So this year, about 3 weeks before the con, I decided it was time.  My buddy Joe and I had been looking for an excuse to do a larger scale makeup, so after I suggested a "real life/old Bert and Ernie" we got to work.

  I'd like to also point out that I'm personally a huge Jim Henson fan.  I grew up with these characters, and still love Sesame Street.  What we did is take a familiar object and put it up on its head, completely apart from the actual version.  NO connection to the Bert and Ernie we all know and love, and we mean no disrespect to the memory of Jim Henson.

Now in FULL disclosure, and this is something we explained to everyone who wanted to talk to us about our makeups, the concept of a humanized Bert and Ernie was inspired by a silicone bust done by Spanish artist Nacho Diaz.  You can find that version on google, it's AMAZING, and still floors me.

The concept of humanized cartoon characters is nothing new however.  Kevin Kirkpatrick is another effects artist, who also went to the same school Joe and I attended I might add, who has done similar work on a much better level.  Check out his Beavis and Butthead, and prepare to have your mind blown, because this guy is hands down one of the most talented people I can name.  It's, well, disturbing.

And so in that spirit, we decided to do old Bert and Ernie.  Not necessarily bad or good, just old and showin' it.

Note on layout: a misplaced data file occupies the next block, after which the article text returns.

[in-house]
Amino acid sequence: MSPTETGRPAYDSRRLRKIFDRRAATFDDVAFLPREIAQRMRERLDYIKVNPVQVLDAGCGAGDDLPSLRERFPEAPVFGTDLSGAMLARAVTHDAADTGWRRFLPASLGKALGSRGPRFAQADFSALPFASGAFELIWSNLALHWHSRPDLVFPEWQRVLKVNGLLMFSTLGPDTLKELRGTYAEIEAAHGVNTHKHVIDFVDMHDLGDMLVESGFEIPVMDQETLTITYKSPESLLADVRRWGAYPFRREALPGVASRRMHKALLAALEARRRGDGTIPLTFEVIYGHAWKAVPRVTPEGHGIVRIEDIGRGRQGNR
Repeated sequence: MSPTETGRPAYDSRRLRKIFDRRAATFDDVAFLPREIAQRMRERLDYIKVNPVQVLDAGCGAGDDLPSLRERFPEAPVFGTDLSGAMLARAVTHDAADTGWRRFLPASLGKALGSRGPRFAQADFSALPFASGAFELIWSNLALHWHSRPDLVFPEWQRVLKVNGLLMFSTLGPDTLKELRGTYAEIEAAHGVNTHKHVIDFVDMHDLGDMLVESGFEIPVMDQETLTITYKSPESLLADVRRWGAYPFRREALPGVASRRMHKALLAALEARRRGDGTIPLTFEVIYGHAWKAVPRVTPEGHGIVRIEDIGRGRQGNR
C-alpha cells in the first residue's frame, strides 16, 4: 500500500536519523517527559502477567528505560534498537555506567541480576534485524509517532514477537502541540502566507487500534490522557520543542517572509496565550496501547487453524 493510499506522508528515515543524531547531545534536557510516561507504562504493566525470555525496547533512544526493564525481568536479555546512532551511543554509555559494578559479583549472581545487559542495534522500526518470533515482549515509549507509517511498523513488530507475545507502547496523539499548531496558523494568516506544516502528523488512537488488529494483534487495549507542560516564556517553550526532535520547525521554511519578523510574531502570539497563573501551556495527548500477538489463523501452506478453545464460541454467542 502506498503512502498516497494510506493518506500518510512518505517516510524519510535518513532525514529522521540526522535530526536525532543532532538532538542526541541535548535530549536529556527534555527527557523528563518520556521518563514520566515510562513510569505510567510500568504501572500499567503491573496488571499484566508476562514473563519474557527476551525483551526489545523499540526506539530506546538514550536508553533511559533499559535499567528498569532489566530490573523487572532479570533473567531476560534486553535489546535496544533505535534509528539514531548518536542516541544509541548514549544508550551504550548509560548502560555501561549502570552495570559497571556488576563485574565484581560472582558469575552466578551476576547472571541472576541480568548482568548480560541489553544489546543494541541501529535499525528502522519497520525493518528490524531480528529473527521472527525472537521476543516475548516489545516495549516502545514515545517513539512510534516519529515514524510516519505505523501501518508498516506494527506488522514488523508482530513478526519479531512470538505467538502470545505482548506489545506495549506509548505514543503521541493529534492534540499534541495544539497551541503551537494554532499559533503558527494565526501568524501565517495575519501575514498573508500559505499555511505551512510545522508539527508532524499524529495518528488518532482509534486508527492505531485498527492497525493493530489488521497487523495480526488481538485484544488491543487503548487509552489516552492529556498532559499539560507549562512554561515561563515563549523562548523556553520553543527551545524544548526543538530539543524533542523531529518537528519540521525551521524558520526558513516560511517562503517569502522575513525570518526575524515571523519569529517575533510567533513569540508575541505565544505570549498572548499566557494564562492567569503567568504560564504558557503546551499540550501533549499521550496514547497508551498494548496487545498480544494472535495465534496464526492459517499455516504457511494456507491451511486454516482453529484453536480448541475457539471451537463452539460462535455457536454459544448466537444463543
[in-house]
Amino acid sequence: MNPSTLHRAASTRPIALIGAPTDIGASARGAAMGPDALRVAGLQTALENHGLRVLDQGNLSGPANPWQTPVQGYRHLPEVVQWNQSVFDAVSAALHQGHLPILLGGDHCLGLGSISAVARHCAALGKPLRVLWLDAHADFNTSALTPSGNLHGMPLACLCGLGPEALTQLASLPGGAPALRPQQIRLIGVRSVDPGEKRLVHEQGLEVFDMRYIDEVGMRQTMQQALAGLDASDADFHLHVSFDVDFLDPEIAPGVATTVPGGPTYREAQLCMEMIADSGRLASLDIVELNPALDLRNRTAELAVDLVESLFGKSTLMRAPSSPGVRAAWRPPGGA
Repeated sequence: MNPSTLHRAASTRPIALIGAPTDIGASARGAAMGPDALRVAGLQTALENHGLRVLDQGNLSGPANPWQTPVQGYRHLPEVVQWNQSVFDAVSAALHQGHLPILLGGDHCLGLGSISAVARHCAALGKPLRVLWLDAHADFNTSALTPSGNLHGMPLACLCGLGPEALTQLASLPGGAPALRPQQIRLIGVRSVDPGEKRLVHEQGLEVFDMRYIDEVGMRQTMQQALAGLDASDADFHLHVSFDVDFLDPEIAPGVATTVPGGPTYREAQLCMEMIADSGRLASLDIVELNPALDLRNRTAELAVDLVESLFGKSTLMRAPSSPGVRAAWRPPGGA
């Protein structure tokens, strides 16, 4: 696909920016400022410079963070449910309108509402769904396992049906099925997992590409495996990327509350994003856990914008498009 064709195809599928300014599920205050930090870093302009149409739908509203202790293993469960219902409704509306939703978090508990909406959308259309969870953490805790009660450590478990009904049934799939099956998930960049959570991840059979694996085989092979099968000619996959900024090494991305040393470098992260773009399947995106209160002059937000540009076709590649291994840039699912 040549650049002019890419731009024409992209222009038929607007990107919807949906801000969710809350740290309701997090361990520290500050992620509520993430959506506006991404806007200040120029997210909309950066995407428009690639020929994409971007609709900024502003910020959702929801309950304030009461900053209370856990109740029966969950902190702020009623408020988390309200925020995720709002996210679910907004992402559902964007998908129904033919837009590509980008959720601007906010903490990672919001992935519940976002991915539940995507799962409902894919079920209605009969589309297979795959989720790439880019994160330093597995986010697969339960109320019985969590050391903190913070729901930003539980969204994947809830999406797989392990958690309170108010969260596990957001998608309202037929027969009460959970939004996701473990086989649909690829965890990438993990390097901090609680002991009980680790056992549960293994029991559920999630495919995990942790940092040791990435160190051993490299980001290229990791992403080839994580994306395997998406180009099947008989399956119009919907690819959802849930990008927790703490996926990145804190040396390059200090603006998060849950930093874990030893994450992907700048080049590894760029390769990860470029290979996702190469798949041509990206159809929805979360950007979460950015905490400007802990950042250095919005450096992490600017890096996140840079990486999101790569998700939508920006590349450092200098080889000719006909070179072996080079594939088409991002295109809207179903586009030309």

In order to produce prosthetics that will fit to one's own face, then the need arises for a dense replication of said visage.  In other words, you need a hard copy of your own noggin.

The best, and most accurate way to do this is to take a full-head life cast.  This is a copying of the entire head, made with a flexible material [Alginate or silicone] and then cast [made] in your chosen material.  It all really comes down to your budget, and what you intend to cast your prosthetics out of.  For us, we knew we were going with foam latex, so we went with a stone lifecast.  In addition, we made our molds out of the same material.  Why you ask?  Foam latex gives off moisture, and if that moisture doesn't have a way to vent, such as through the porous nature of Ultracal 30 stone or accurate vents, then you're left with huge voids where the moisture accumulated in the mold during baking.